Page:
The interview with the curators of the Saudi Arabia pavilion which presents “IRTH إرث”, a project suspended between tradition and modernity
by Manuela Dragone
Architecture as a distinctive trait of a given part of the world but also as an ideal bridge between the cultures of Saudi Arabia and of the West. This is the goal set by sisters Basma and Noura Bouzo, curators of the national pavilion of Saudi Arabia present at the 18th Architecture Biennale and co-founders of an important creative consultancy firm in Riyadh. Represented by architect AlBara Saimaldahar, founder and creative director of the Dahr design studio located in Jeddah, the pavillion features a project called IRTH, a word that in Arabic means ‘heritage’ as well as ‘treasure’. It is an experiential journey, suspended between tradition and modernity, which tells a story made up of perfumes and scents that lead the visitor back to a past that has never been buried. The search for innovative materials, starting from basic ones from the land of origin and from organic ones, represents a merger between past and future, between a careful defense of traditions and a gaze towards new artistic and cultural horizons.
The Saudi Pavilion will mark its third participation at the International Architecture Exhibition – La Biennale di Venezia. What does this new and prestigious goal represent to you?
This participation represents the solidification of the Kingdom of Saudi Arabia’s goals and visions for the future – amongst which is to amplify our culture and its resurgence within the country to the international community. For The Saudi Pavilion to be consistently present at La Biennale di Venezia continues to show the importance that the Saudi Ministry of Culture, represented by the Architecture and Design Commission, has placed on Saudi Arabia’s role in the international architecture scene.
Let’s start with the name of the project, “Irth,” or “legacy”. Why did you choose this name and what are the messages?
The reason we chose the title “Irth” is twofold, in Arabic, it can mean either priced possession or legacy—and with this year’s Biennale theme, “The Laboratory of the Future”, it provoked for us the idea of a dynamic legacy. As we explored materiality (and with that immateriality) and the work that is being done, be it going back to earth materials or exploring how bio-derivative building blocks and experimentations; its clear that the future is driven by the practitioners and the inhabitants. The name, “Irth” aims to capture this collaborative effort while at the same time recognizing the priced historical and traditional context of architecture in Saudi Arabia. The 18th International Architecture Biennale chose the laboratory of the future as its theme and for us we believe that in order to contribute to a promising future, we have to first build upon and learn from the most basic material that was and continues to be our legacy.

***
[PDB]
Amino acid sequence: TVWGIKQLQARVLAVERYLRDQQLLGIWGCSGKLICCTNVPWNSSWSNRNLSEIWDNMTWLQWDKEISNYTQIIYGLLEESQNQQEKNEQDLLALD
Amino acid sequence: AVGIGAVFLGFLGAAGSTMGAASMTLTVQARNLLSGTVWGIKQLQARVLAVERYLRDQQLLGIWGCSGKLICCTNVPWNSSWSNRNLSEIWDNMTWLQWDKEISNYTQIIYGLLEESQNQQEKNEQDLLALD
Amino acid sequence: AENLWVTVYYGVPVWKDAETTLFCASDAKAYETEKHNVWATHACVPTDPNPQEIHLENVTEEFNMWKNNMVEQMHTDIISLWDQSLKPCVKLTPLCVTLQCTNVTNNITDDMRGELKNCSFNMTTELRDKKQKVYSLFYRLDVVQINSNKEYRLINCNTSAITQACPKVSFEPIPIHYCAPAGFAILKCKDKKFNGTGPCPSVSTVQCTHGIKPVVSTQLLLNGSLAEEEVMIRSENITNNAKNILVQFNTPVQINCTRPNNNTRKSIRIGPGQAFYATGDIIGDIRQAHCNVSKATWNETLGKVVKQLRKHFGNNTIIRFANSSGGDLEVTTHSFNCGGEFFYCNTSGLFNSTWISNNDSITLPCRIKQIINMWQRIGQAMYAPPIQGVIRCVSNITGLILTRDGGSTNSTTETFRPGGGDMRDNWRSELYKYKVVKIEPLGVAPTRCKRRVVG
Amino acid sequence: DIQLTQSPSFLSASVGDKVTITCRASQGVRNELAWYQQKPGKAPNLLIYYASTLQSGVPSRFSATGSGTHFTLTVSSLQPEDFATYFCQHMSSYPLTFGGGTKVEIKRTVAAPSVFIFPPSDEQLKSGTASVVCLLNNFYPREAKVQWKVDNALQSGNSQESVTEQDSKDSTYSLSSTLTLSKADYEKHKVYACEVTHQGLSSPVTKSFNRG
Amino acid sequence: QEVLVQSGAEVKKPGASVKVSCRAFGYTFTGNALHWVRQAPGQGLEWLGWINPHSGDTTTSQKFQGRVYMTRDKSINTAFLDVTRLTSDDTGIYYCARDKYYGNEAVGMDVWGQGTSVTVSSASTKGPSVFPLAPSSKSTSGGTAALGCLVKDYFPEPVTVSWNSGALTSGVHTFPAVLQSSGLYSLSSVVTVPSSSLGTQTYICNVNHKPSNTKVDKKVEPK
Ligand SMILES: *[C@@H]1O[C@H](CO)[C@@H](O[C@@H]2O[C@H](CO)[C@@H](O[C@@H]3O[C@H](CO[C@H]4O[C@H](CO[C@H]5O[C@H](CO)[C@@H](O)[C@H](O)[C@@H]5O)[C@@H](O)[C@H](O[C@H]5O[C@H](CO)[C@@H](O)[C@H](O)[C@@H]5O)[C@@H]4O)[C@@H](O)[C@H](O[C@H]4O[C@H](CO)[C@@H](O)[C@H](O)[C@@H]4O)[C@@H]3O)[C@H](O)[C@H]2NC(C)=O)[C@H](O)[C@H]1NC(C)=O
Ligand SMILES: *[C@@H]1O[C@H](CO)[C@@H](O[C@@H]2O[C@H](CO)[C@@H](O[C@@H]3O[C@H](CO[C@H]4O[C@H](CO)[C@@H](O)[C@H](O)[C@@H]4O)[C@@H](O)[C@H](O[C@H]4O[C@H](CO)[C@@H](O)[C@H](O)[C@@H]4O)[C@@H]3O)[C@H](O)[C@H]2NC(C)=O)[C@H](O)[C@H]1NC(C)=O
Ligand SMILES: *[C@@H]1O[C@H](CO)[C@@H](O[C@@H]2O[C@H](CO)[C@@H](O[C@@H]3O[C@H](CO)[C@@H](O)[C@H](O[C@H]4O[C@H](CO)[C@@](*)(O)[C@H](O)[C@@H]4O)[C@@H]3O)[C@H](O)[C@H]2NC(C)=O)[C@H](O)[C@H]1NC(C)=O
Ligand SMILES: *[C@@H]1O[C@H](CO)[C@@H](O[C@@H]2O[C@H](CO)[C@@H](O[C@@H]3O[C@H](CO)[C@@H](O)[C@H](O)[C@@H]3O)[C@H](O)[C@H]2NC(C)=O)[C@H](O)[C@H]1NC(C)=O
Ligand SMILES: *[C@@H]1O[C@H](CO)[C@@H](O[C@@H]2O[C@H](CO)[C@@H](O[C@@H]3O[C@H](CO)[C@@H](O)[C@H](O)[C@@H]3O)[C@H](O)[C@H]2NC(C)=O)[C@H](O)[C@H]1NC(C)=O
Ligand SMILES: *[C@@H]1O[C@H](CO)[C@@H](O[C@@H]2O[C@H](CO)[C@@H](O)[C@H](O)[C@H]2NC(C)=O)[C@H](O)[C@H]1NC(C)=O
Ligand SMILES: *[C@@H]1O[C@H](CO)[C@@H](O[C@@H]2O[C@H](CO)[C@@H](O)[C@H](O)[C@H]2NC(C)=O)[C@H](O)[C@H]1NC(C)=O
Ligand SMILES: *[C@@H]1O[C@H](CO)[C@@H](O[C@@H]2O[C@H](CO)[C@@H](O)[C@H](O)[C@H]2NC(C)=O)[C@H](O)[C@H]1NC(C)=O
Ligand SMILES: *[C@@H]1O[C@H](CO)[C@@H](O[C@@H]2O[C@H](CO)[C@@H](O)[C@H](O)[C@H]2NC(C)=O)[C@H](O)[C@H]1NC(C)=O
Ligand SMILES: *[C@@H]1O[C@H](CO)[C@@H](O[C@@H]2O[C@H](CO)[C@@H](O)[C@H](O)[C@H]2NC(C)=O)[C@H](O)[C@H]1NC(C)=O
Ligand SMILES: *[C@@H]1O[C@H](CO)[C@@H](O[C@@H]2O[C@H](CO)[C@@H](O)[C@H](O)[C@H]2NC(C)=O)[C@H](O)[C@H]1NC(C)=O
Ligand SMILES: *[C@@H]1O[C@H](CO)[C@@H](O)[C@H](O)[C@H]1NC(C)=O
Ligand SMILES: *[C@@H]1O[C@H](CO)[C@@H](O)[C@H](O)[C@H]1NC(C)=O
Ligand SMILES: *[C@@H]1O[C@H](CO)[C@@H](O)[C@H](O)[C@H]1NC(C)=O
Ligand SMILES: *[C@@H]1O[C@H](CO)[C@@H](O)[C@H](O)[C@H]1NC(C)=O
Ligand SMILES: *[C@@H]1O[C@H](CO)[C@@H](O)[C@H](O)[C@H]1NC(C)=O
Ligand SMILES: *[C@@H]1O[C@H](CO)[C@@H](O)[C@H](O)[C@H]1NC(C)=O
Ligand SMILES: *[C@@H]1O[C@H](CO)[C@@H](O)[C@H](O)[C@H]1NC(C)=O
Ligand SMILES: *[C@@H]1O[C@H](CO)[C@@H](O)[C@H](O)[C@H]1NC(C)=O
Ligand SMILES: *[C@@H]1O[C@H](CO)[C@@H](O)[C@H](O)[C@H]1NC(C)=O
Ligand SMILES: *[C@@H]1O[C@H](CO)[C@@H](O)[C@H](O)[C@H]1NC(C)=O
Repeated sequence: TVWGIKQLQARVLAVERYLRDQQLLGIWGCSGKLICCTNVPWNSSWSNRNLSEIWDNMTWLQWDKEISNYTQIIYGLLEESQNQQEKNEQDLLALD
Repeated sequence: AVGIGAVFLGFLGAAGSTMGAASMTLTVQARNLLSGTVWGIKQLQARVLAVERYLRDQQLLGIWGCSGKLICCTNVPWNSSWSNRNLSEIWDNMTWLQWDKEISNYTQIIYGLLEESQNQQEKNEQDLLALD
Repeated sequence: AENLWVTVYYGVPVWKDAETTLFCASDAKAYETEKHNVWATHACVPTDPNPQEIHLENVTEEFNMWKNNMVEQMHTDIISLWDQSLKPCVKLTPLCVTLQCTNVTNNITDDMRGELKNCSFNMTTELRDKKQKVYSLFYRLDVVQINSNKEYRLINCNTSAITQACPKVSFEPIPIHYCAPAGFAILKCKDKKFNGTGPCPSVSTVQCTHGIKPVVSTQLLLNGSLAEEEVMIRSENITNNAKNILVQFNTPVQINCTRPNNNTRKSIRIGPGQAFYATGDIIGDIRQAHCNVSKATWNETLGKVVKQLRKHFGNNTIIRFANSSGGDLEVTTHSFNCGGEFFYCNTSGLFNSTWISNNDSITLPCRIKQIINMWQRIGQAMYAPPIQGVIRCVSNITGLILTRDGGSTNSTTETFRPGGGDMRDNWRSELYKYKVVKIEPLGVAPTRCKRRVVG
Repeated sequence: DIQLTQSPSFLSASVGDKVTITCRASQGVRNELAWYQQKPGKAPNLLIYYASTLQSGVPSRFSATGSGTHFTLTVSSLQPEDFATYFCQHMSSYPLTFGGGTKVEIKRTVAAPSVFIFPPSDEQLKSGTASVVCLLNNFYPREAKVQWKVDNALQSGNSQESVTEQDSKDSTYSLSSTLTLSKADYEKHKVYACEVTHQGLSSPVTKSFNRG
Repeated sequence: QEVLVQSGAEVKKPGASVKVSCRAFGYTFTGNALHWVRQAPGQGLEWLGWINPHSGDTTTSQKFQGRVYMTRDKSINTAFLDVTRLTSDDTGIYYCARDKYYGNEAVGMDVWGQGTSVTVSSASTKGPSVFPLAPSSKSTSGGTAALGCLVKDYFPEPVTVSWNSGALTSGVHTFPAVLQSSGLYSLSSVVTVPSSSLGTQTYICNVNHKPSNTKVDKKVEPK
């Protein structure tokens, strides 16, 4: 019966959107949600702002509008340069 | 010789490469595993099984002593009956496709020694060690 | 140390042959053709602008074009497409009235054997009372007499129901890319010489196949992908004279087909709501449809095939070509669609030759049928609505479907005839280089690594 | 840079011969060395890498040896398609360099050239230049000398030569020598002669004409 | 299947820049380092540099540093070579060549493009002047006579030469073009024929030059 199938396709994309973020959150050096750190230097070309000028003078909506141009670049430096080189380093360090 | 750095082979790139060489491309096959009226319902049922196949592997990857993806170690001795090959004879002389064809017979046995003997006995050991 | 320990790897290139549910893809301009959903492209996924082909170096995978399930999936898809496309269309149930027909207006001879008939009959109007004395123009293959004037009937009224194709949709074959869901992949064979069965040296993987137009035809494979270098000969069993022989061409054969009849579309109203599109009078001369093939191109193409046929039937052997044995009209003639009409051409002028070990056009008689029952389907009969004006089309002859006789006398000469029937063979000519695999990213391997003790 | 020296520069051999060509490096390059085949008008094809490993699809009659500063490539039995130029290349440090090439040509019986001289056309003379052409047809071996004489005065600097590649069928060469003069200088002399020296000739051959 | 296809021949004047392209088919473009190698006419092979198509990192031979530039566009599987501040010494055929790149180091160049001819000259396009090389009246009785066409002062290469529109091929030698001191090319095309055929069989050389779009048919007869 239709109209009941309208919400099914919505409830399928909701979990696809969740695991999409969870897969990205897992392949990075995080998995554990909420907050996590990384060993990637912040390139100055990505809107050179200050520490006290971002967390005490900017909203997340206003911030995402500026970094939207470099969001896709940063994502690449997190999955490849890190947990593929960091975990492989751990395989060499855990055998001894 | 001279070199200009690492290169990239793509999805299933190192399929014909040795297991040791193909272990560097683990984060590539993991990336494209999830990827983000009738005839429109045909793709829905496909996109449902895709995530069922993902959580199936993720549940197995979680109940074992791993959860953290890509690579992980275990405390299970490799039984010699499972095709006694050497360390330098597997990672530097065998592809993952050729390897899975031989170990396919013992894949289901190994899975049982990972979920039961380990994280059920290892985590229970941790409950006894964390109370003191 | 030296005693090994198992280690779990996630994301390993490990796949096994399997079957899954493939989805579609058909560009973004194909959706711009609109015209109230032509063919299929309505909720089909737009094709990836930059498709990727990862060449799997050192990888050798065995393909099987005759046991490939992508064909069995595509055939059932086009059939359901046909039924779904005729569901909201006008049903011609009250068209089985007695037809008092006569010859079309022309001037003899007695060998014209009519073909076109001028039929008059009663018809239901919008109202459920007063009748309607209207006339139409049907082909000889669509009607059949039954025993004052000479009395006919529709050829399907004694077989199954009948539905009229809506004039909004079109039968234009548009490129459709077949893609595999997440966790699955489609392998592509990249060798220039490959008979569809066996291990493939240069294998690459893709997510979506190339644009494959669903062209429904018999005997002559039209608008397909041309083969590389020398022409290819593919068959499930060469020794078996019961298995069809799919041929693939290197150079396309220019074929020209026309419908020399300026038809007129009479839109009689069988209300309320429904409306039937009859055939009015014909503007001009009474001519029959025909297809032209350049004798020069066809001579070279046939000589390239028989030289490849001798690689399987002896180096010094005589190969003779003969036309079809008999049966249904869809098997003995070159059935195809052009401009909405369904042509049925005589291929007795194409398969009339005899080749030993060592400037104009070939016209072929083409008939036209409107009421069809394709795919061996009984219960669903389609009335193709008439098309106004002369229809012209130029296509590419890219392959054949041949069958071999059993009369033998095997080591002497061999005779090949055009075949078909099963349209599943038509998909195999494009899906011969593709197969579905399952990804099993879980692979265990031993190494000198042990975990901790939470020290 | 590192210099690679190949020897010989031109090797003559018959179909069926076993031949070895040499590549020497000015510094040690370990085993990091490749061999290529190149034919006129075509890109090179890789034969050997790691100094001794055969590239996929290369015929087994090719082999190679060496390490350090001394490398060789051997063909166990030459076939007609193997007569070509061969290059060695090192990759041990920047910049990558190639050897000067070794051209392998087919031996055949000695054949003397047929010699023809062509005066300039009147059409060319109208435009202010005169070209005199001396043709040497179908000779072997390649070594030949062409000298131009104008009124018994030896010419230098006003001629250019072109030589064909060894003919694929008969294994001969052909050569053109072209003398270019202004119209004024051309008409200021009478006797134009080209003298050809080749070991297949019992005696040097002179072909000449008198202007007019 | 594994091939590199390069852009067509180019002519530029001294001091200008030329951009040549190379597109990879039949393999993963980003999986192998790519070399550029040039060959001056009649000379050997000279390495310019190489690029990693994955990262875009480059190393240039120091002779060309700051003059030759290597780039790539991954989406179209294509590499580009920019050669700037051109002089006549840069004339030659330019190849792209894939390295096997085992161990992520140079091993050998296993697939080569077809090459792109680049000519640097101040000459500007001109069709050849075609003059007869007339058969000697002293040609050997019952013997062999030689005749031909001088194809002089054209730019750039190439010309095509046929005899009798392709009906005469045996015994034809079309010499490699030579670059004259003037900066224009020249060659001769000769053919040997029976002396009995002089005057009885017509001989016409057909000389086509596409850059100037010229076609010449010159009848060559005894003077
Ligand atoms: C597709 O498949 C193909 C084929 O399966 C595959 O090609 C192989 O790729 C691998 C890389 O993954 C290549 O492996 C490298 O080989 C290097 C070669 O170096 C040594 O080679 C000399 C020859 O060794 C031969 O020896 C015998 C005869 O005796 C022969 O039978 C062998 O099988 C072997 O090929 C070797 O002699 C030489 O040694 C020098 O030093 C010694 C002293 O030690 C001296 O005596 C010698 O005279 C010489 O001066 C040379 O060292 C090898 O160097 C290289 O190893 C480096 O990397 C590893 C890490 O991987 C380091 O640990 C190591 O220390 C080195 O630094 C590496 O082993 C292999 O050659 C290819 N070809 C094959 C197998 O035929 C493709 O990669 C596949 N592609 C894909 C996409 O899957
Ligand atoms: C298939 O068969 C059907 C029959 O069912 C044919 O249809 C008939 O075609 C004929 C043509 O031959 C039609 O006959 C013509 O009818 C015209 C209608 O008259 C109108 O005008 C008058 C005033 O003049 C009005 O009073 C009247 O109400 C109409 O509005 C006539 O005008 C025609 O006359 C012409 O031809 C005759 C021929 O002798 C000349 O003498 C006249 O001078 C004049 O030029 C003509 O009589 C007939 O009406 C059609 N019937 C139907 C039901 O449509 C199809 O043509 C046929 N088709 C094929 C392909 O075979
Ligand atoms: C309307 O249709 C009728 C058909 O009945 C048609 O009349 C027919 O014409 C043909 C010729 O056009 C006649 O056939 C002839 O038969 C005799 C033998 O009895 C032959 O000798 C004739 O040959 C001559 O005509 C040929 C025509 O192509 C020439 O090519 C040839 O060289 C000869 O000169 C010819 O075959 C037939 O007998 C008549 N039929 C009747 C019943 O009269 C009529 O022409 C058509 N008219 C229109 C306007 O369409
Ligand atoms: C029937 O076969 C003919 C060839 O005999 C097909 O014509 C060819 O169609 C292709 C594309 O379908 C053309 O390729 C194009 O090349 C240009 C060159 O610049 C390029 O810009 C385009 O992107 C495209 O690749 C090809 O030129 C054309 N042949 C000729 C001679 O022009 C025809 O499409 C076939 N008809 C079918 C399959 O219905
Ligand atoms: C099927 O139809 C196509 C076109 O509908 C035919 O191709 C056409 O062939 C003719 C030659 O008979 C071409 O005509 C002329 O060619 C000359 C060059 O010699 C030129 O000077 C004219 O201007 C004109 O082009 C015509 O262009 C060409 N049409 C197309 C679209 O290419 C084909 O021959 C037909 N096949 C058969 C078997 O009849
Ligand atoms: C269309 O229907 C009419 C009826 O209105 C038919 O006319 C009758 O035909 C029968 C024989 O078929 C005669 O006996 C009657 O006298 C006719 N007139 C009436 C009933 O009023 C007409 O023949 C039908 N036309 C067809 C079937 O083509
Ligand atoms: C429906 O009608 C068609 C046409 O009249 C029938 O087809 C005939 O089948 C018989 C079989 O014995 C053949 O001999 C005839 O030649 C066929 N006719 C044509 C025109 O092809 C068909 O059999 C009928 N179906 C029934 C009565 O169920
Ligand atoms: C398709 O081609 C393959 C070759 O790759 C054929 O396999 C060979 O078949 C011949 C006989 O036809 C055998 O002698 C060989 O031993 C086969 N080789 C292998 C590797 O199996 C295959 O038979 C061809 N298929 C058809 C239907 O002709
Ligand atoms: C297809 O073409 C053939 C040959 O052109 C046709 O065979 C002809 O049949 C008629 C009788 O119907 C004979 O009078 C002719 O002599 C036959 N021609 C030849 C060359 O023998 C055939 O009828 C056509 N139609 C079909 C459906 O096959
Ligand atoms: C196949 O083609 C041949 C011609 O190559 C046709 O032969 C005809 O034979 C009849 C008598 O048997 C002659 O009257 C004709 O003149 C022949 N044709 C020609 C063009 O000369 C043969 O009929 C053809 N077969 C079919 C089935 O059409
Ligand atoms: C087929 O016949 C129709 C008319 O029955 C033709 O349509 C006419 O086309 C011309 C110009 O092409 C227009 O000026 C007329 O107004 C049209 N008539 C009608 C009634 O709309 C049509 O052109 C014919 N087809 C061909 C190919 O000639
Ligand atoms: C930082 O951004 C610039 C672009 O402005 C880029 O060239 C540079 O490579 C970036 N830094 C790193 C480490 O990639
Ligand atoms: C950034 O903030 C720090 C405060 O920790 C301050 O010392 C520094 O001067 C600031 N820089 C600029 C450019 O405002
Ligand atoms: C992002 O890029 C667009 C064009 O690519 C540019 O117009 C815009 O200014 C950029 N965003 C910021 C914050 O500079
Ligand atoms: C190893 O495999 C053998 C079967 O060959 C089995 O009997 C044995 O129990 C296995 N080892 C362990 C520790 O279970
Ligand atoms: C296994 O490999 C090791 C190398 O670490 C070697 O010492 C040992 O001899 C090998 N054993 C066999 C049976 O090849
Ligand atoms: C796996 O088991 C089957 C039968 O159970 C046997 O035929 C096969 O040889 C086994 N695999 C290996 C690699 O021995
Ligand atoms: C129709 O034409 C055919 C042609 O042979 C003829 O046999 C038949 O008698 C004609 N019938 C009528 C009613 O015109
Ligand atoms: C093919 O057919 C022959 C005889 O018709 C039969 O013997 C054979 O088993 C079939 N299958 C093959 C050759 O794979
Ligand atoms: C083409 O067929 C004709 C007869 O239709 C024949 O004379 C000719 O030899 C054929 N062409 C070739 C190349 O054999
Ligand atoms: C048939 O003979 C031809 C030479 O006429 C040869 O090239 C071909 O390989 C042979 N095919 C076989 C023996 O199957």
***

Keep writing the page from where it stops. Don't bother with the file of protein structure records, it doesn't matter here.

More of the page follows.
How does Saudi architecture stand out? What differences are there with European architecture?
Saudi vernacular architecture is quite diverse, it varies depending on the region and is very responsive to its environment and is influenced by the civilizations that inhabited a particular moment in time. Saudi Arabia consists of varying topographies and this is reflected in the architecture – be it in the highlands, main lands, the coastal lines, and the desert plateaus. In a way, you can see this reflected in the built-in environments and the choice of materials, where earth and natural material were dominant. In the same principle, European architecture cannot be summarized into singular points of comparison with other regions. It is dictated by the generations of inhabitants and their anthropogenic needs. Different time periods created varying school of thoughts in architecture, dictated by the precepts and demand of each era out of the architect. We think more important today however, is not necessarily the contrast, but as we’ve tried to highlight in the pavilion, the similarities, the common interests and finding solutions that can be shared as best practice across cultures and sectors.
A very important function is the proposed design, between tradition and innovation. Can you tell us about it?